Cisco VGC Phone, Cisco IP Communicator, and Cisco Phone that is running SCCP

CTI route point that forwards calls to supported devices

The Callback Calling Search Space service parameter, which works with the Cisco CallManager service, allows an originating PINX to route a call setup request to a CTI device that exists on the terminating PINX. This functionality supports CTI applications, such as Cisco Unified Communications Manager Attendant Console, Cisco Unified Communications Manager Assistant, and so on. For more information on this service parameter, click the ? that displays in the upper corner of the Service Parameter window.

QSIG trunks

In addition to configuring the Cisco Call Back feature in Cisco Unified Communications Manager Administration, as described in the Call Back chapter of the Cisco Unified Communications Manager Features and Services Guide, you may need to update the default settings for the Cisco Call Back service parameters; that is, if the Cisco Technical Assistance Center (TAC) directs you to do so. Cisco Call Back service parameters include Connection Proposal Type, Connection Response Type, Callback Request Protection Timer, Callback Recall Timer, and Callback Calling Search Space. For information on these parameters, click the ? that displays in the upper corner of the Service Parameter window.

For additional information on Cisco Call Back support, for example, how the feature works for QSIG-supported and Cisco Unified Communications Manager intracluster calls, refer to the Call Back chapter of the Cisco Unified Communications Manager Features and Services Guide.

Call Diversion

Cisco Unified Communications Manager supports call diversion by rerouting and call diversion by forward switching. When call diversion by rerouting occurs, the originating PINX receives a request from the receiver of the call to divert the call to another user. The system creates a new call between the originator and the diverted-to user, and an additional CDR gets generated.

In Cisco Unified Communications Manager Administration, the Cisco CallManager service uses the following parameters to perform call diversion by rerouting: Call Diversion by Reroute Enabled and Call Reroute T1 Timer. If you want to use call diversion by rerouting, you must set the service parameters to the values that are specified in the ? help, which displays when you click the ? in the upper corner of the Service Parameter window. If you do not configure the service parameters, call diversion by forward switching automatically occurs.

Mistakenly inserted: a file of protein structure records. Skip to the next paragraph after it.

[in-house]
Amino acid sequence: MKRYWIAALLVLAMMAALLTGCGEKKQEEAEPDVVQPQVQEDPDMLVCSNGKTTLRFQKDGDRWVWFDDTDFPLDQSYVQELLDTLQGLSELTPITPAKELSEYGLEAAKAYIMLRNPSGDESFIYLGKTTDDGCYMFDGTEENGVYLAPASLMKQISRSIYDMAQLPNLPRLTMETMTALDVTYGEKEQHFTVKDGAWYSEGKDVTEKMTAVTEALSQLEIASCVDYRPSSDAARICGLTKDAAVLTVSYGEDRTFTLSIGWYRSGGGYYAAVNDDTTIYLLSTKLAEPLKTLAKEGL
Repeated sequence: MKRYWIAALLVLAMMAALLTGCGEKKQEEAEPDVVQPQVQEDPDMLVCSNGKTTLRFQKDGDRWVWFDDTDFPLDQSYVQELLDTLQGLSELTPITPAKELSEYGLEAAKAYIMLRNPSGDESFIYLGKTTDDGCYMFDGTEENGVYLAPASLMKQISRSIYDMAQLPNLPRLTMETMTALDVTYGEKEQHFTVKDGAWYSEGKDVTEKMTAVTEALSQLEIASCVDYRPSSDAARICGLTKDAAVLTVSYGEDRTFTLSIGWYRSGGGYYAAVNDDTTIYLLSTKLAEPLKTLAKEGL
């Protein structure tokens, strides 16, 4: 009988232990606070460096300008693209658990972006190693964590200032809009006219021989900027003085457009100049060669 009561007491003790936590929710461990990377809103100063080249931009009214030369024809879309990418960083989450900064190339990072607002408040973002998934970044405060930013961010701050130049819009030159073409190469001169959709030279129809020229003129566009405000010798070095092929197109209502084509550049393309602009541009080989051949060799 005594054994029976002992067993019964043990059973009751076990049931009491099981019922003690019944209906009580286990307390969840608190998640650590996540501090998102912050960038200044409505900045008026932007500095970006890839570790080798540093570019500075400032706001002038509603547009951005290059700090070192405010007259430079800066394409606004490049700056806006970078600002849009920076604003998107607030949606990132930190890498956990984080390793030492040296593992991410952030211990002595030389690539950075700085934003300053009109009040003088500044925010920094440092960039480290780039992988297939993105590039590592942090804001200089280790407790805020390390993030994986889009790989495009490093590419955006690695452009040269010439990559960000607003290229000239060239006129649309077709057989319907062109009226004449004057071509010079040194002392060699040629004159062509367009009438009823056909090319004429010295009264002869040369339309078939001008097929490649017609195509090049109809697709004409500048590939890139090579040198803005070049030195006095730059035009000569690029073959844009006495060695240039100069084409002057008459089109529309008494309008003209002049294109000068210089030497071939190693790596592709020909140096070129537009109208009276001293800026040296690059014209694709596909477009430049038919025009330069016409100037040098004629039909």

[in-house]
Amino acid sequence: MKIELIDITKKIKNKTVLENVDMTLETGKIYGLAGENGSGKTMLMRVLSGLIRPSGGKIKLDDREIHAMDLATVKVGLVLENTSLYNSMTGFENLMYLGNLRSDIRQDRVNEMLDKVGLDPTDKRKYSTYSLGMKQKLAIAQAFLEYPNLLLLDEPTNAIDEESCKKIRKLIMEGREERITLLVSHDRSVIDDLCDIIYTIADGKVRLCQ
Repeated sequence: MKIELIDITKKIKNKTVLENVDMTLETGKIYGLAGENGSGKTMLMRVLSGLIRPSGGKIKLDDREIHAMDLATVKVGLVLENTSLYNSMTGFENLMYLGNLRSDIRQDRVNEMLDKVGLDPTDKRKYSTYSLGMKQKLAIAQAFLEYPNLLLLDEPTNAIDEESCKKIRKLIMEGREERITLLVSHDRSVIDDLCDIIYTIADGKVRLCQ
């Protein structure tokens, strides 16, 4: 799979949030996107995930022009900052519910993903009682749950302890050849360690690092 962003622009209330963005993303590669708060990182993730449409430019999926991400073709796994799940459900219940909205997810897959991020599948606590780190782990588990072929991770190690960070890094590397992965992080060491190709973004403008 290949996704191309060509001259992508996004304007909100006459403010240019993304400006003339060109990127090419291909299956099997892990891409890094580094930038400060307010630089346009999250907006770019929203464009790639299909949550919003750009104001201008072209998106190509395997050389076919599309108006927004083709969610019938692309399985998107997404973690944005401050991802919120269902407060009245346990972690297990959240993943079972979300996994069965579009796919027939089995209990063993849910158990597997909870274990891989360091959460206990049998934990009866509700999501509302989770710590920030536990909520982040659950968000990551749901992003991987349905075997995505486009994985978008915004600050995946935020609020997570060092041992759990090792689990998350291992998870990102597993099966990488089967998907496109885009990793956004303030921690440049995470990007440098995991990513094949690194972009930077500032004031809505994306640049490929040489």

Cisco Unified Communications Manager cannot request that the originating PINX divert the call, but Cisco Unified Communications Manager can validate the directory number to which the call is diverted by terminating restriction QSIG messages. Call diversion by rerouting does not support non-QSIG trunks. If you do not use a uniform dial plan for your network, use call diversion by forward switching and path replacement to optimize the path between the originating and terminating users.

If the receiver of the incoming call and the diverted-to user exist in the same PINX, Cisco Unified Communications Manager uses call diversion by forward switching. If call diversion by rerouting is not successful for any reason, for example, the rerouting timer expires, forward switching occurs.

QSIG diversion supplementary services provide call-forwarding capabilities that are similar to familiar Cisco Unified Communications Manager call-forwarding features, as indicated in the following list:

Call Forward All (CFA) configuration supports Call Forwarding Unconditional (SS-CFU).

Call Forward Busy (CFB) configuration supports Call Forwarding Busy (SS-CFB).

Call Forward No Answer (CFNA) configuration supports Call Forwarding No Reply (SS-CFNR).

Cisco Unified Communications Manager does not support Call Deflection (SS-CD).

To provide feature transparency with other PBXs in the network, the system passes information about a forwarded call during the call setup and connection over QSIG trunks. Phone displays can present calling name/number, original called name/number, and last redirecting name/number information to show the destination of the forwarded call.Call identification restrictions can impact what displays on the phone. See the "Identification Services" section for more information.

QSIG supplementary services can provide the information to place the voice message from a diverted call into the originally called party voice mailbox. Be aware that voice-mail configuration may override call-forwarding configuration settings.

Cisco Unified Communications Manager does not invoke call diversion by rerouting when the system forwards the call to the voice mailbox. If the connection to the voice mail server occurs over a Q.SIG trunk and you want to use call diversion by rerouting, you must enter the voice mail pilot number in the appropriate Coverage/Destination field instead of checking the Voice Mail check box in the Directory Number Configuration window.